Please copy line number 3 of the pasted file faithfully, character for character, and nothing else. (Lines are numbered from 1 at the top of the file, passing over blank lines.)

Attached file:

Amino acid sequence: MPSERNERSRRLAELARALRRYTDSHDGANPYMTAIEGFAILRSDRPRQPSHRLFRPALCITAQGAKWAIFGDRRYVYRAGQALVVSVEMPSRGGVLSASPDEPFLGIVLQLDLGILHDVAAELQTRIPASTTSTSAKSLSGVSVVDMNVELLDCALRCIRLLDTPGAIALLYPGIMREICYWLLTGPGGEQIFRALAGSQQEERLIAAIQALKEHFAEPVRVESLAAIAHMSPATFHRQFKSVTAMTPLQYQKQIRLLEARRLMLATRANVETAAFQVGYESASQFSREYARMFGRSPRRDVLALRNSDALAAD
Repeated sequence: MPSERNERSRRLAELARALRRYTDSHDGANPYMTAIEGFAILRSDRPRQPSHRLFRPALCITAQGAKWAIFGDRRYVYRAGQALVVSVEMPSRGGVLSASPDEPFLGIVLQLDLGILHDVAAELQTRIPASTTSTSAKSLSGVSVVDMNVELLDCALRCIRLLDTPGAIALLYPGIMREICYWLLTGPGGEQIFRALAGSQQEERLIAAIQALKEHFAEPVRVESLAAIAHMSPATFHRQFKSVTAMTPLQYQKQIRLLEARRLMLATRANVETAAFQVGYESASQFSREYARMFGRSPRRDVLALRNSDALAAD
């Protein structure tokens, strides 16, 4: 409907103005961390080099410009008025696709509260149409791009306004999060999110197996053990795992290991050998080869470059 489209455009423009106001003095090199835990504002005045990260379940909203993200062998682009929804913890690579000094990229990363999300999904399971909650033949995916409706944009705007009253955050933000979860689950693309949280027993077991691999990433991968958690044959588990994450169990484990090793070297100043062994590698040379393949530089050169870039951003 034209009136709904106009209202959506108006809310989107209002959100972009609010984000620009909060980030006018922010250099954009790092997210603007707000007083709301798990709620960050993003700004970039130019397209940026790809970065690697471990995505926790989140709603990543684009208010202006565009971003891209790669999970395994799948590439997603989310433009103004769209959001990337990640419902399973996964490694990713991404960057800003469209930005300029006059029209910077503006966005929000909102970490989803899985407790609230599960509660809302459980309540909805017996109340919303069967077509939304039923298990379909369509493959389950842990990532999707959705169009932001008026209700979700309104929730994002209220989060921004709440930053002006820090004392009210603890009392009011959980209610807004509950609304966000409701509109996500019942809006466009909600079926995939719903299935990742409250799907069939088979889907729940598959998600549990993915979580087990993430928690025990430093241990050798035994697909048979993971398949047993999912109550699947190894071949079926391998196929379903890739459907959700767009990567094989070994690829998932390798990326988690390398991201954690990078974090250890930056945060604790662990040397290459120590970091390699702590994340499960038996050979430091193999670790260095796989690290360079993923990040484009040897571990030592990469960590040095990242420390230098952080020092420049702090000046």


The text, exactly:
């Protein structure tokens, strides 16, 4: 409907103005961390080099410009008025696709509260149409791009306004999060999110197996053990795992290991050998080869470059 489209455009423009106001003095090199835990504002005045990260379940909203993200062998682009929804913890690579000094990229990363999300999904399971909650033949995916409706944009705007009253955050933000979860689950693309949280027993077991691999990433991968958690044959588990994450169990484990090793070297100043062994590698040379393949530089050169870039951003 034209009136709904106009209202959506108006809310989107209002959100972009609010984000620009909060980030006018922010250099954009790092997210603007707000007083709301798990709620960050993003700004970039130019397209940026790809970065690697471990995505926790989140709603990543684009208010202006565009971003891209790669999970395994799948590439997603989310433009103004769209959001990337990640419902399973996964490694990713991404960057800003469209930005300029006059029209910077503006966005929000909102970490989803899985407790609230599960509660809302459980309540909805017996109340919303069967077509939304039923298990379909369509493959389950842990990532999707959705169009932001008026209700979700309104929730994002209220989060921004709440930053002006820090004392009210603890009392009011959980209610807004509950609304966000409701509109996500019942809006466009909600079926995939719903299935990742409250799907069939088979889907729940598959998600549990993915979580087990993430928690025990430093241990050798035994697909048979993971398949047993999912109550699947190894071949079926391998196929379903890739459907959700767009990567094989070994690829998932390798990326988690390398991201954690990078974090250890930056945060604790662990040397290459120590970091390699702590994340499960038996050979430091193999670790260095796989690290360079993923990040484009040897571990030592990469960590040095990242420390230098952080020092420049702090000046």